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Redcliff council playing the waiting game before passing final reading of smoking bylaw

Posted on October 9, 2018 by 40 Mile Commentator

By Jeremy Appel

Southern Alberta Newspapers

Redcliff town council is waiting to see what regulations the City of Medicine Hat puts in place for consuming cannabis before it passes the final reading of its Smoke Free Bylaw.
Council unanimously passed the bylaw’s second readings at its Sept. 25 meeting in a motion put forward by Coun. Eric Solberg.
Mayor Dwight Kilpatrick said the bylaw hasn’t changed since its first reading passed on Aug. 20.
Redcliff currently doesn’t have a smoking bylaw, having instead defaulted to the Alberta Tobacco Smoking and Reduction Act, but adopting one of its own will allow the town to replace further restrictions on marijuana consumption than the province imposed.
After the second reading, Kilpatrick suggested council hold off on passing the third until it knows what Medicine Hat city council is doing.
“It would be a good idea to find out what they’re doing and try to parallel it, so we don’t have different rules on different sides of Boundary Road,” he said.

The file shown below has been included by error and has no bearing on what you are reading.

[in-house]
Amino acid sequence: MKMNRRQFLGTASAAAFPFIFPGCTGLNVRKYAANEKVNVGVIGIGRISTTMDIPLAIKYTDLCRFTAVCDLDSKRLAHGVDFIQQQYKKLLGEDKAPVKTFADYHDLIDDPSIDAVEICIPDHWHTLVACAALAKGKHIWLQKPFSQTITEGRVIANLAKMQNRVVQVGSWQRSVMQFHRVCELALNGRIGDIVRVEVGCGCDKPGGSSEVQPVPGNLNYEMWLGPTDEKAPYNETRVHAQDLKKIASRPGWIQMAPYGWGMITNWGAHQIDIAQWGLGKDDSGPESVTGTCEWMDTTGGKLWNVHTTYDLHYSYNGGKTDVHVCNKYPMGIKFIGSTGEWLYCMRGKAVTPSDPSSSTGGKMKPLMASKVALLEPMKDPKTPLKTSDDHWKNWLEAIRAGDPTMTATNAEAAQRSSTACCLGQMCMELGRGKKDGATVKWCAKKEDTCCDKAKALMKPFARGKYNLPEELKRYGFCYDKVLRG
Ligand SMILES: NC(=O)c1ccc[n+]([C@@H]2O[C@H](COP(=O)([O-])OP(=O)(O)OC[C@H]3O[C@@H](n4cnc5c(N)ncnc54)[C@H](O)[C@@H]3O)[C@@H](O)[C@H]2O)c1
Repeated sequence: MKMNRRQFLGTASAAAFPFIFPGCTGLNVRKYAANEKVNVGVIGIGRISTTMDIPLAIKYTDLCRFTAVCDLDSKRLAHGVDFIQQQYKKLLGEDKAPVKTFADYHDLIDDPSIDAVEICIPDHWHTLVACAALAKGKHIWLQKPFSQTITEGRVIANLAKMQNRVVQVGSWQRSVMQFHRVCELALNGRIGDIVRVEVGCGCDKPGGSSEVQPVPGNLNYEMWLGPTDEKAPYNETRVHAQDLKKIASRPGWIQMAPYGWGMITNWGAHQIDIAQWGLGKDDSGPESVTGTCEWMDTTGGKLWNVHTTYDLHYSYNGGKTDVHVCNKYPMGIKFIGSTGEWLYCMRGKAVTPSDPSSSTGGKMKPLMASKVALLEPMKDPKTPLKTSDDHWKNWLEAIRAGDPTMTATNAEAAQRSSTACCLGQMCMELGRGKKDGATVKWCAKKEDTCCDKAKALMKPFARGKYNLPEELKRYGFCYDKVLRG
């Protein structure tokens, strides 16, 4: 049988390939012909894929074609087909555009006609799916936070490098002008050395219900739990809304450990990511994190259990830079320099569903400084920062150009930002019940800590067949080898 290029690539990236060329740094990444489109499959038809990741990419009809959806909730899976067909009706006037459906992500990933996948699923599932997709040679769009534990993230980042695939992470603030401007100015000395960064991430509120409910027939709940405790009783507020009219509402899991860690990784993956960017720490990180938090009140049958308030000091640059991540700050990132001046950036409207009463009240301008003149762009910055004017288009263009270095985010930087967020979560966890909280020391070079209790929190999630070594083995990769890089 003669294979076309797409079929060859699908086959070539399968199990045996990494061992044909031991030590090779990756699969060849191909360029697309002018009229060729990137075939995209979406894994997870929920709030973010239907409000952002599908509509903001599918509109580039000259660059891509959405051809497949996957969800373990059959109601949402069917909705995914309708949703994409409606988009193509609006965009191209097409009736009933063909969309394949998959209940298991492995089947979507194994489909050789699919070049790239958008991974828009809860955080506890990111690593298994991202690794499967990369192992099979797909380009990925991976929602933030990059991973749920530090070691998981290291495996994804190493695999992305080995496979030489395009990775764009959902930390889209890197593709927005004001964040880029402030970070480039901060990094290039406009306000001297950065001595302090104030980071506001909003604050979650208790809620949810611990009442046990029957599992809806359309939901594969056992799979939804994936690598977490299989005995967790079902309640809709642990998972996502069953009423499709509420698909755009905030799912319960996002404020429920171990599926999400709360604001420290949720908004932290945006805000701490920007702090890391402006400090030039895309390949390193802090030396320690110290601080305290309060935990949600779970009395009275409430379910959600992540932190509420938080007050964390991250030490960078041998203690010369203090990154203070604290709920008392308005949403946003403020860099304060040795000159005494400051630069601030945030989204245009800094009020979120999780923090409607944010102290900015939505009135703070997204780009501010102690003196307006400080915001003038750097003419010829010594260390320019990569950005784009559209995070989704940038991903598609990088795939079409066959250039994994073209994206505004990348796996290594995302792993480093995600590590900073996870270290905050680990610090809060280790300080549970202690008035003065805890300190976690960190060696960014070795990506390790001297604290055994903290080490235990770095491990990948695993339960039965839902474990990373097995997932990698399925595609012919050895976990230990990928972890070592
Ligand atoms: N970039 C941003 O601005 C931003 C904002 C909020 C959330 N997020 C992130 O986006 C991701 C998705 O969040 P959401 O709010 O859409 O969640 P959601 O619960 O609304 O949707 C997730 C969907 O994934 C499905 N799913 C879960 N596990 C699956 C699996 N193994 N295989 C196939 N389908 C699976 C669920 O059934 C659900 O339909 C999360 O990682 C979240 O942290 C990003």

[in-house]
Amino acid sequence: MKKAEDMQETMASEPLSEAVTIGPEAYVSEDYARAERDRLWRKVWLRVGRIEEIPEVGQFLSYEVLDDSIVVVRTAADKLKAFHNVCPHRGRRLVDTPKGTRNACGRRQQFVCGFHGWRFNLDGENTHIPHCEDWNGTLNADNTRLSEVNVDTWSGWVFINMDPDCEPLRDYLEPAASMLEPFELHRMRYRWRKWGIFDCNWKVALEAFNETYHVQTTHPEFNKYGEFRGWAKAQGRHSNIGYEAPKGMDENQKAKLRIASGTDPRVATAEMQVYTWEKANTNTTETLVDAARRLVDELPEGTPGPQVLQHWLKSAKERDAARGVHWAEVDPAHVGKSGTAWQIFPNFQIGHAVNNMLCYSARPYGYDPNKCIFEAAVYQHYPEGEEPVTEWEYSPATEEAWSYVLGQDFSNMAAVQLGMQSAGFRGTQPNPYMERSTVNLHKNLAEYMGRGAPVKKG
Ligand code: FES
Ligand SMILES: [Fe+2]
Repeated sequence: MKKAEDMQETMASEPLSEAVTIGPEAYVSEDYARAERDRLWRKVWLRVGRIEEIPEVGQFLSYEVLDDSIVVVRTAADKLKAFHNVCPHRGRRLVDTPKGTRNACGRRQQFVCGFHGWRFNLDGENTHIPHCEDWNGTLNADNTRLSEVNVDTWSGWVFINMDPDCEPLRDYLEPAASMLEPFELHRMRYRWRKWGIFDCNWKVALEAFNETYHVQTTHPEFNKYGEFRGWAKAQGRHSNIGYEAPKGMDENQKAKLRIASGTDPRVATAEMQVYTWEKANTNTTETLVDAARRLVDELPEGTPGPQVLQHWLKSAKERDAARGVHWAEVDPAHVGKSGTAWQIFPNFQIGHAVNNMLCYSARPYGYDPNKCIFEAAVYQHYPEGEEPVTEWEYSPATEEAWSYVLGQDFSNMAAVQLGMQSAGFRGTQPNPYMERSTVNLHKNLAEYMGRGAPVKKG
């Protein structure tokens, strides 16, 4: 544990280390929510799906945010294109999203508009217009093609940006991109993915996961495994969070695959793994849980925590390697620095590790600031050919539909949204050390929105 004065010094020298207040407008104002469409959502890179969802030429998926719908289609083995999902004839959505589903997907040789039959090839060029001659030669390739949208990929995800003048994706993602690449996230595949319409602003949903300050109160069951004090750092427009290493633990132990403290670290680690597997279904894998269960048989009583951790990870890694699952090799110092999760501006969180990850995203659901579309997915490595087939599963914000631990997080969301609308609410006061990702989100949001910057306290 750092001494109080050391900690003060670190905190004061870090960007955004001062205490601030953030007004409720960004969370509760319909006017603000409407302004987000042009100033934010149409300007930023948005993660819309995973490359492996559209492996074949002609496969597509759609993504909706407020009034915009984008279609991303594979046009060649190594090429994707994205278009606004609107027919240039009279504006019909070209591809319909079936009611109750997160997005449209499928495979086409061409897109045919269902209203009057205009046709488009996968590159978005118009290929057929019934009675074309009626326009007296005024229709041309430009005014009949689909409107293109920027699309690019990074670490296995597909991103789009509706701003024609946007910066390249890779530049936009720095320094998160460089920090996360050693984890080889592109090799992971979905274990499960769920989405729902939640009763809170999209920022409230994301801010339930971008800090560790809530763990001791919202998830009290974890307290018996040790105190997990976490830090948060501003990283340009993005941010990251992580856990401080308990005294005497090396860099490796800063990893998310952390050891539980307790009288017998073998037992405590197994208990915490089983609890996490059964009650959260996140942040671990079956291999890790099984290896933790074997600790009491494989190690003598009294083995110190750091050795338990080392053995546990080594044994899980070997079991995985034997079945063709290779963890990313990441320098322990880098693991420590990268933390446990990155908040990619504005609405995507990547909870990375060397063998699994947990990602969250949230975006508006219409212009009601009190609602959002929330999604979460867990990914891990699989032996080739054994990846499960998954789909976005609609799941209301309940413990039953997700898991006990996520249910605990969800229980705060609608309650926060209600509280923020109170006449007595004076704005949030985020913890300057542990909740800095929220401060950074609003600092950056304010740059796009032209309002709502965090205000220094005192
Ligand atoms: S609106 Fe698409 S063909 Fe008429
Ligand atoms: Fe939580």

The city’s cannabis bylaw was still in committee at the time of Redcliff’s council meeting.
Town planning specialist Jordan Zuwkowski said both bylaws aim to regulate cannabis consumption more like tobacco then alcohol, mandating a 10-metre buffer for smoking outside any building and forbidding any consumption in parks.
One key difference is that Medicine Hat could permit designated smoking areas for special events, whereas Redcliff would allow business owners to create permanent designated smoking areas outdoors.
“We seem to be bit further along in the process,” she said, adding that direct comparisons are difficult, since the city’s could change prior to its bylaw’s first reading on Oct. 1.
“At first glance, both appear to be trying to strike that balance between allowing people some place to do it, while still being restrictive, especially in public areas.”
James Johansen, director of planning and engineering, said the town doesn’t need to have its bylaw in place by legalization day on Oct. 17.
The town will be covered by the province’s regulations in the absence of its own.
“It’d be better to have it right than rush it,” said Johansen.

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